The “Enemy Combatant” Case Still Doesn’t Make Any Sense

Sen. Lindsey Graham and an unsurprising coalition of Republicans have issued a new letter making the case that the Boston bombing suspect can be tried as an enemy combatant. See if you’re convinced:

American citizens who take up arms against our nation or collaborate with our enemies have been held as enemy combatants.  This is well-established principle of American jurisprudence and authorized by congressional statute.  (“There is no bar to this Nation’s holding one of its own citizens as enemy combatant.” – Supreme Court decision Hamdi v Rumsfeld)

This is an extraordinarily broad reading of Hamdi. The 2001 authorization of force made official a war between the United States and terrorist organizations/state sponsors who could be tied to the 9/11 attacks. Yaser Esam Hamdi was an American citizen caught on the battlefield of Afghanistan, by the Northern Alliance. How do you stretch that case far enough to cover Tsarnaev?

Anyway, via HuffPost, I see that someone finally got a chance to ask Rand Paul about this. In the Senate today, I asked Armed Services Chairman Sen. Carl Levin to deal with the Graham theorem.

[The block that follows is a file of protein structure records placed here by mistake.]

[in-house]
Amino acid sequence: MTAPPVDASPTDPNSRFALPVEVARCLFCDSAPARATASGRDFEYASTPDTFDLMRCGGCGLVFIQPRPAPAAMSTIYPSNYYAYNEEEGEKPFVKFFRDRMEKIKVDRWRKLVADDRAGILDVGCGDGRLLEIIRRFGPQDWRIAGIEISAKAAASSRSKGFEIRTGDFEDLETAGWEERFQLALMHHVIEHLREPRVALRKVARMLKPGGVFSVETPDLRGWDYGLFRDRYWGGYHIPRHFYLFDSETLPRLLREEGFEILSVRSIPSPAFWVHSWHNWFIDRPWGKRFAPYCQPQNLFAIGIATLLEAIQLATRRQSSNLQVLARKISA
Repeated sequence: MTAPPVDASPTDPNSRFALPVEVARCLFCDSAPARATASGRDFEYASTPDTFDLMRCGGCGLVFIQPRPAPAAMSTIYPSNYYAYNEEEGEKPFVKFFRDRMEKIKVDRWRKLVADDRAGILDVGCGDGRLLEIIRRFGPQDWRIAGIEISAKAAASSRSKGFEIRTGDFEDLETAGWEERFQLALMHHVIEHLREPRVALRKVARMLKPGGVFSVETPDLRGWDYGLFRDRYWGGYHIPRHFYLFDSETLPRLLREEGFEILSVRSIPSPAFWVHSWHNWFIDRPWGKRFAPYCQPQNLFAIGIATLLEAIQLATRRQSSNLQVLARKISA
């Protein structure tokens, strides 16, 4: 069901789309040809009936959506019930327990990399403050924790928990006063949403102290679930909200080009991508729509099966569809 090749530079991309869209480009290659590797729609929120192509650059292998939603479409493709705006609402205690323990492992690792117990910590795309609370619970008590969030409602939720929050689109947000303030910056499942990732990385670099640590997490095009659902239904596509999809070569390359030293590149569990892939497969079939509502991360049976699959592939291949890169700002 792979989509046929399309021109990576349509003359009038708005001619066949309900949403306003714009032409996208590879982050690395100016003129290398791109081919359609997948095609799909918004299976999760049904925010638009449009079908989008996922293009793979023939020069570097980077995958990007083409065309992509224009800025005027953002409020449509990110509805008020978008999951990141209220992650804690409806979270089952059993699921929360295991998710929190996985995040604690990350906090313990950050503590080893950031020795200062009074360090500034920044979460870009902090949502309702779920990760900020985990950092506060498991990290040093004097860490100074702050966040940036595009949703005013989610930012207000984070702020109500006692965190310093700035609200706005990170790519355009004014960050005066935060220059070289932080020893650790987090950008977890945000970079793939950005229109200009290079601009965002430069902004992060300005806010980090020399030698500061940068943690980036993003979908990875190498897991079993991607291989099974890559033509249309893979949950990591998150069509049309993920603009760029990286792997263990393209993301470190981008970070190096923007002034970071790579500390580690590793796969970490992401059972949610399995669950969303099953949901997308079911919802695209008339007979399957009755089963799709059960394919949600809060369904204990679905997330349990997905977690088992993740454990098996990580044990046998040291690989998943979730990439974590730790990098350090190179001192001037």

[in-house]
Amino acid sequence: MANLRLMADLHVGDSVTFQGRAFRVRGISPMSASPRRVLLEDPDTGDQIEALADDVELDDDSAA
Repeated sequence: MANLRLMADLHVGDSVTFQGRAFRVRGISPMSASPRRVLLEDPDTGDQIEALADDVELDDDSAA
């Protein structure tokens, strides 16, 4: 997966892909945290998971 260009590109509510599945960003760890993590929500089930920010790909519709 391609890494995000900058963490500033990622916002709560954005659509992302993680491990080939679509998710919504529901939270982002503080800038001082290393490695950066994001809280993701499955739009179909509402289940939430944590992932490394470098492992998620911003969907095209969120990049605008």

“It’s pretty clear to me that as of right now there’s been no evidence presented to the public that would fit them under the authorization for military force,” said Levin. “It’s in everybody’s interest, if we’re going to be credible in going after enemy combatants – which I believe we should, and can, including Americans who join foreign armies – in order to do it, you’ve got to follow the rules. There needs to be authority. We put authority in the AUMF, it’s specified, and it so far doesn’t fit this case. We’re going to undermine our own credibility in going after enemy combatants, and detaining people who are enemy combatants, if we try to apply “enemy combatant” status to every terror attack or every criminal attack.